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British Tabloids - Losing Touch with Readers?

Magazine article Editor & Publisher

British Tabloids - Losing Touch with Readers?

Article excerpt

British tabloids - losing touch with readers?

The British tabloid press, one of the world's odder manifestations of mass culture, is facing difficult times.

Circulation is down, and there are fears within the industry that the tabloids are losing touch with their readers. Explanations range from Britain's current recession, to changing habits and recurring historical patterns.

Roy Greenslade, former editor of the tabloid Daily Mirror, argues that the tabloids have been hurt by declining literacy, competition from television, market saturation, and a reaction by readers against outlandish promotional gimmicks.

"With readers disappearing faster than a reporter's expenses," Greenslade asked recently in an article in The Guardian newspaper, "are Britain's tabloids doomed?"

Over the last 30 years, Greenslade wrote, "the total daily tabloid circulation has fallen from 14.4 million to 12.1 million."

He compared some present-day circulation figures with those of the past: the Daily Express, which sells about 1.56 million copies today, was selling 4.3 million in 1961. The Daily Mirror, which had a circulation of 5.25 million in 1967, now sells just under 3 million. The Sun, Britain's biggest-selling daily, has slipped from 4.3 million in the late 1980s, to around 3.6 million today. The weekly News of the World, Greenslade wrote, has dropped from 8 million in 1950 and more than 6 million in the late 1960s to around 4.8 million today.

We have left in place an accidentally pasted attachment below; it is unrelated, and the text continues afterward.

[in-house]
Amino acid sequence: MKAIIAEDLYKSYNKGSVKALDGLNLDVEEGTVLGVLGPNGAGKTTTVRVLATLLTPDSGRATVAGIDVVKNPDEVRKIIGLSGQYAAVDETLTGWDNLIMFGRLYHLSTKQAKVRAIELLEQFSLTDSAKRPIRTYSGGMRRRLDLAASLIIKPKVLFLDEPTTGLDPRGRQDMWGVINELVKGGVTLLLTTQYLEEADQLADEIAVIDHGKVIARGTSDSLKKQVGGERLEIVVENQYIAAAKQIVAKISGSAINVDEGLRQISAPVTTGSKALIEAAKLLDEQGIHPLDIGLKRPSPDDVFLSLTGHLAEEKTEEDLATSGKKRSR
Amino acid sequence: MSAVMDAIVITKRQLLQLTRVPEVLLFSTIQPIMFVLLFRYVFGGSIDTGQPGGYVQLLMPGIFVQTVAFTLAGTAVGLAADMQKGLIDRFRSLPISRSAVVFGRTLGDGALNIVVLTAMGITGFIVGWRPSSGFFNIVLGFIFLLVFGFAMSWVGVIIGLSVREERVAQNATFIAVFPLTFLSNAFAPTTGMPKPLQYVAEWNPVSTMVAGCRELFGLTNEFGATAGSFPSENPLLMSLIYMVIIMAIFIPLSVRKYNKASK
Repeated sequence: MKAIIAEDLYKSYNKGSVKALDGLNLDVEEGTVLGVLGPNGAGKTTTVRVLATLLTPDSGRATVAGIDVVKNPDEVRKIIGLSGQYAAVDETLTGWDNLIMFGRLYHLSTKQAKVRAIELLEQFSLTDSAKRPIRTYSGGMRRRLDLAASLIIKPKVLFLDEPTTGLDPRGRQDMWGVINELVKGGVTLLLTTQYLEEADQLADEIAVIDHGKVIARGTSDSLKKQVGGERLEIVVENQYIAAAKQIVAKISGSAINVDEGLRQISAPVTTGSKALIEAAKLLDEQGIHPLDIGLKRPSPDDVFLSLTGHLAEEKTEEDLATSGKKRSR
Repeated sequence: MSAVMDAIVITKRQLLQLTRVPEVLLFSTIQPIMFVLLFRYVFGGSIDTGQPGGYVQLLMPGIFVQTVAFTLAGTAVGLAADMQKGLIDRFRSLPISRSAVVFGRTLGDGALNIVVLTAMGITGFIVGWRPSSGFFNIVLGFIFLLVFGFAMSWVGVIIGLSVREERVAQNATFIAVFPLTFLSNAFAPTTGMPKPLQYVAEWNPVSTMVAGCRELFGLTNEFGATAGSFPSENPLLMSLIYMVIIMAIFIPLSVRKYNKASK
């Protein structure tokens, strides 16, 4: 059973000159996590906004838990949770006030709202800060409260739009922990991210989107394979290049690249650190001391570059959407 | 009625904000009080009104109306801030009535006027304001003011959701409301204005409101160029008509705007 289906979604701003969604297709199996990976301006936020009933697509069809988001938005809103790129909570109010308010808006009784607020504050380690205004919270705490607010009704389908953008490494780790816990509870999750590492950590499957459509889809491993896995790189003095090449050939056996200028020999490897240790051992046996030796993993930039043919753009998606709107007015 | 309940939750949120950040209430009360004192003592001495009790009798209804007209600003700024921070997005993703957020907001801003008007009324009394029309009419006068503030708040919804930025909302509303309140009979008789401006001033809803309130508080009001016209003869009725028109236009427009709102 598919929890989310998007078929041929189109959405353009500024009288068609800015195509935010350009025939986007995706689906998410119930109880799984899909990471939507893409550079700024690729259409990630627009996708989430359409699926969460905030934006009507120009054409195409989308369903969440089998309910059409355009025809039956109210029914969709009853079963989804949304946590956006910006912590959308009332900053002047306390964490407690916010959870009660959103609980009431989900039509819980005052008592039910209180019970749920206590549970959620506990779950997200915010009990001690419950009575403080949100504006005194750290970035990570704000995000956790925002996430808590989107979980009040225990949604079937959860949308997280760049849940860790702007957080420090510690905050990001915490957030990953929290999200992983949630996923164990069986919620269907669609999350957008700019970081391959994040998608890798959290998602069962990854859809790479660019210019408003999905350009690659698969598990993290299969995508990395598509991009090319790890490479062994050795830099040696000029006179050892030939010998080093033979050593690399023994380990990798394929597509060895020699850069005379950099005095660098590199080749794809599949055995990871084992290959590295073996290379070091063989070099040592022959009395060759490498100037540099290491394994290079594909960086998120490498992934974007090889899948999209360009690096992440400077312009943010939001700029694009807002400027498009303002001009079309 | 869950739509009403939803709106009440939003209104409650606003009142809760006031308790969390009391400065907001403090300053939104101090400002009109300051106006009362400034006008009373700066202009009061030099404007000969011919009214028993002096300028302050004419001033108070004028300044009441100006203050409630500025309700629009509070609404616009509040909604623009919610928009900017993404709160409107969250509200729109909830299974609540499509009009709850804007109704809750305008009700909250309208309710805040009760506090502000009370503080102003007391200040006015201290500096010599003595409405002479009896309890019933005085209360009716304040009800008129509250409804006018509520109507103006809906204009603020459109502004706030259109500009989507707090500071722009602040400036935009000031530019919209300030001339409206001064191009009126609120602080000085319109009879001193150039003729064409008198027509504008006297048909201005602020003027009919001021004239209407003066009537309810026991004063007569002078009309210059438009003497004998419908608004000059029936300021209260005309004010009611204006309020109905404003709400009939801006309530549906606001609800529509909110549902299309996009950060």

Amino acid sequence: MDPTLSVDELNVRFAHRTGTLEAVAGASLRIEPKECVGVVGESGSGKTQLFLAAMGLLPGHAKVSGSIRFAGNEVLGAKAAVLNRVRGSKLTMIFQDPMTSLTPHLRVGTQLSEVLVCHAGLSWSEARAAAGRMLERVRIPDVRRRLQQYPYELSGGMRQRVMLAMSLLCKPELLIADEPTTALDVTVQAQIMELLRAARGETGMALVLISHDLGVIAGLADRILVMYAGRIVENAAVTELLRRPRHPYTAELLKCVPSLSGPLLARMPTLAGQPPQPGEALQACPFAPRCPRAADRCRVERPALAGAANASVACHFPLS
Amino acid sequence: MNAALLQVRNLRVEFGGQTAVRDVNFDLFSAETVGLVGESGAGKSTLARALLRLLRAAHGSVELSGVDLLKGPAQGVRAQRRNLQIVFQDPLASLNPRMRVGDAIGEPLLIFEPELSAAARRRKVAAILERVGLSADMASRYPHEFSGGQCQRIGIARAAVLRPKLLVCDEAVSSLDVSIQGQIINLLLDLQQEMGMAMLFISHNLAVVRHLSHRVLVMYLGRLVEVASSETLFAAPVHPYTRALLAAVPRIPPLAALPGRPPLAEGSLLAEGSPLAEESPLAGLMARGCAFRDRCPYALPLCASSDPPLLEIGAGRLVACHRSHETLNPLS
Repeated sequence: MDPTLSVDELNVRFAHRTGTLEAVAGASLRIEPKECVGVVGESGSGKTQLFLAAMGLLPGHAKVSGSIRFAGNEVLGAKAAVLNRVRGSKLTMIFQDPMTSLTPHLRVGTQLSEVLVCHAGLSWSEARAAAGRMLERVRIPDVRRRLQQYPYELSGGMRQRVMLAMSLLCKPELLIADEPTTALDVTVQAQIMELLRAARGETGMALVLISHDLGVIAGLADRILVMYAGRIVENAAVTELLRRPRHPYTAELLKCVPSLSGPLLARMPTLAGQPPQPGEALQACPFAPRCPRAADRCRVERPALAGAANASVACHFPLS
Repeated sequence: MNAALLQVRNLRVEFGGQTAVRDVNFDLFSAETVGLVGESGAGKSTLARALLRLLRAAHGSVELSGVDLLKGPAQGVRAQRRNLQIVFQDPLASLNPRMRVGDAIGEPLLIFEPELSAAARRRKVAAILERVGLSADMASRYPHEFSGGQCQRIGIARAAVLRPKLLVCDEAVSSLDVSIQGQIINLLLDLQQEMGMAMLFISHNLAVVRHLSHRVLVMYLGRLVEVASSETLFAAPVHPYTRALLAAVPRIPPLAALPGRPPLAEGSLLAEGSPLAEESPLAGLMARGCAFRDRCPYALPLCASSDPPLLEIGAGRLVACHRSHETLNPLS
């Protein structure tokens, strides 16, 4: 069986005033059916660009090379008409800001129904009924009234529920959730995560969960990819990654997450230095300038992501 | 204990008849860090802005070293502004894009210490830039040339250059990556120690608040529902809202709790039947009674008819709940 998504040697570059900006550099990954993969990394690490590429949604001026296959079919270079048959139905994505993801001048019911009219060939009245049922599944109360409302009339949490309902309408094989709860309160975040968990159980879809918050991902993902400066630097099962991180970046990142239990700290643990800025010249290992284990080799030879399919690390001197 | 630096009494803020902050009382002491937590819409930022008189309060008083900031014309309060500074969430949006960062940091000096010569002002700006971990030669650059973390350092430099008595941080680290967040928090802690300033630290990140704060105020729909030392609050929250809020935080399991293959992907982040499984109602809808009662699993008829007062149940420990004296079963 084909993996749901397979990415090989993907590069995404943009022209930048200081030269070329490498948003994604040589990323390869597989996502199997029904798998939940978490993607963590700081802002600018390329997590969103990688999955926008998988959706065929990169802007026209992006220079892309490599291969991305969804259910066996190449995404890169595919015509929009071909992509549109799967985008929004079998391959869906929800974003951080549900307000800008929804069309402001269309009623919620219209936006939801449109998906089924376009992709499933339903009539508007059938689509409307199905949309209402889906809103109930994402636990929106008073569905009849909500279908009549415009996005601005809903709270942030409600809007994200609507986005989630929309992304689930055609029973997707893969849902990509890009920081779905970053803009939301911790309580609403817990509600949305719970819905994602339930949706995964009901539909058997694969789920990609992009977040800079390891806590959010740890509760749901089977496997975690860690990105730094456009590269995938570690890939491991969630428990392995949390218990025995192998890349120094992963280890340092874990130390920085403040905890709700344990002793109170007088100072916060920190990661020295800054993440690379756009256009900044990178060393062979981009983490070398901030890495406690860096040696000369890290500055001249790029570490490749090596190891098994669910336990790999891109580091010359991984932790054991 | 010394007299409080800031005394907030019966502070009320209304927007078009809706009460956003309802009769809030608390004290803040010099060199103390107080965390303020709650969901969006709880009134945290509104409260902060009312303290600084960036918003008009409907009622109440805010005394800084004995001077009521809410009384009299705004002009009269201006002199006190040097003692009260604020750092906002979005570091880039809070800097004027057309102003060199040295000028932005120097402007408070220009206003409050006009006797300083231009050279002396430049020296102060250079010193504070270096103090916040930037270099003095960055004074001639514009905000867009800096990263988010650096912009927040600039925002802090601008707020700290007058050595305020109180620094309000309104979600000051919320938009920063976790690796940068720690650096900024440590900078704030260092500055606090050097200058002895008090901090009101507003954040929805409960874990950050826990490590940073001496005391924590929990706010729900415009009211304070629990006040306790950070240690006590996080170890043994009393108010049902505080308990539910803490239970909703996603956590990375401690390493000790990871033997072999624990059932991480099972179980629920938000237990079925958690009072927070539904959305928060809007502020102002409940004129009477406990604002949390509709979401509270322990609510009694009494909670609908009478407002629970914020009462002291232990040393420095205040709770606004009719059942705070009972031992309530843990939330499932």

The News of the World - once described "as British as roast beef" - is this country's biggest-selling paper and an integral part of Sunday for millions of Britons interested in the sexual activities of royalty and movie stars. Recent victims of this coverage have included Warren Beatty and Jack Nicholson.

Greenslade dismissed the idea that the problems of the tabloids are due solely to the recession. The main effect of the economic downturn, he believes, has been to determine the relatively new confidence of the tabloid-buying "aspirant working class." During the 1980s, he wrote, this group bought papers that focoused on "the collapse of union power, the possibilities of home and share ownership, and the chances for retail spending."

The tabloids' decline, Greenslade argued, has continued despite the managerial optimism of recent years that accompanied the introduction of new technology, the end of chronic industrial confrontation, and the exodus of newspapers from cramped Fleet Street in central London and into modern plants. He also rejects the theory that tabloid readers are moving up to the broadsheet "qualities."

S.J. Taylor, a media historian who has just written a book on the British and American tabloid press, said that the recession is cutting into sales by increasing the pass-along factor in tight-knit working-class communities. People out of work, she said, are also less receptive to "smart-alecky" tabloids, and Taylor believes that cautious editors - worried at the threat by the government to launch regulation of the press - are restraining themselves, making for a tamer, less sellable product.

"The tabloids are going down, and they are going down significantly," said Taylor, a native of Oklahoma who has lived in Britain for a decade. Her book is called Shock! Horror! The Tabloids in Action. She holds a doctorate in media studies from the University of Illinois and is also the author of Stalin's Apologist, which deals with the career of Walter Duranty, a New York Times correspondent in Moscow before World War II.

Taylor suggested that the tabloids' problems may be a repetition of patterns that go back hundreds of years. The proliferation of the printing press in the seventeenth century, she said. helped foster an unbridled periodical press, which was eventually curbed by government restriction.

"Suddenly the streets were filled with ephemera," she said. "There was about a 20-year period before the govenment clamped down, and that's always caused by the introduction of new technology. …

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